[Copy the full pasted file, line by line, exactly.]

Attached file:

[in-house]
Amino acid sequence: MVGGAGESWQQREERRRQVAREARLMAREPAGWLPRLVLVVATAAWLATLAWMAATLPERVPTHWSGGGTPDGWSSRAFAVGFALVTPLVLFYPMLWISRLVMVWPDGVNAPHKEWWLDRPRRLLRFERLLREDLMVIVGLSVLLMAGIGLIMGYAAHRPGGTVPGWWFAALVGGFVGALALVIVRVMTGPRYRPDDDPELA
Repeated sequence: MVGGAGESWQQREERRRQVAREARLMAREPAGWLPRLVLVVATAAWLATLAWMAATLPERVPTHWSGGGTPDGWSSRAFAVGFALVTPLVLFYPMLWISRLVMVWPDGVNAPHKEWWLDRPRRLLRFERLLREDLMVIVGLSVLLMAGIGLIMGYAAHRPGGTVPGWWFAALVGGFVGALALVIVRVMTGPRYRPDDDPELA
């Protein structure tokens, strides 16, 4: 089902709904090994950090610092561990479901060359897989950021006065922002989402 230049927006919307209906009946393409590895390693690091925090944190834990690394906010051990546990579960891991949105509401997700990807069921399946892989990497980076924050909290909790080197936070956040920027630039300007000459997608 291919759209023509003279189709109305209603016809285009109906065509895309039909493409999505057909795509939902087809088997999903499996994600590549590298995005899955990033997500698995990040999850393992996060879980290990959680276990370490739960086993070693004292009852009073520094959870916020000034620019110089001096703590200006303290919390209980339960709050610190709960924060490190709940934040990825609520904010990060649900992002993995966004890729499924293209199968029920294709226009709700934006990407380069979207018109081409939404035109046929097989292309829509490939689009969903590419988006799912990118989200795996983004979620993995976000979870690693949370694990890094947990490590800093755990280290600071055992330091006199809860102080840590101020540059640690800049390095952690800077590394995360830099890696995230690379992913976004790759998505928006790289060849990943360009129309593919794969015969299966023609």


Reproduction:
[in-house]
Amino acid sequence: MVGGAGESWQQREERRRQVAREARLMAREPAGWLPRLVLVVATAAWLATLAWMAATLPERVPTHWSGGGTPDGWSSRAFAVGFALVTPLVLFYPMLWISRLVMVWPDGVNAPHKEWWLDRPRRLLRFERLLREDLMVIVGLSVLLMAGIGLIMGYAAHRPGGTVPGWWFAALVGGFVGALALVIVRVMTGPRYRPDDDPELA
Repeated sequence: MVGGAGESWQQREERRRQVAREARLMAREPAGWLPRLVLVVATAAWLATLAWMAATLPERVPTHWSGGGTPDGWSSRAFAVGFALVTPLVLFYPMLWISRLVMVWPDGVNAPHKEWWLDRPRRLLRFERLLREDLMVIVGLSVLLMAGIGLIMGYAAHRPGGTVPGWWFAALVGGFVGALALVIVRVMTGPRYRPDDDPELA
């Protein structure tokens, strides 16, 4: 089902709904090994950090610092561990479901060359897989950021006065922002989402 230049927006919307209906009946393409590895390693690091925090944190834990690394906010051990546990579960891991949105509401997700990807069921399946892989990497980076924050909290909790080197936070956040920027630039300007000459997608 291919759209023509003279189709109305209603016809285009109906065509895309039909493409999505057909795509939902087809088997999903499996994600590549590298995005899955990033997500698995990040999850393992996060879980290990959680276990370490739960086993070693004292009852009073520094959870916020000034620019110089001096703590200006303290919390209980339960709050610190709960924060490190709940934040990825609520904010990060649900992002993995966004890729499924293209199968029920294709226009709700934006990407380069979207018109081409939404035109046929097989292309829509490939689009969903590419988006799912990118989200795996983004979620993995976000979870690693949370694990890094947990490590800093755990280290600071055992330091006199809860102080840590101020540059640690800049390095952690800077590394995360830099890696995230690379992913976004790759998505928006790289060849990943360009129309593919794969015969299966023609």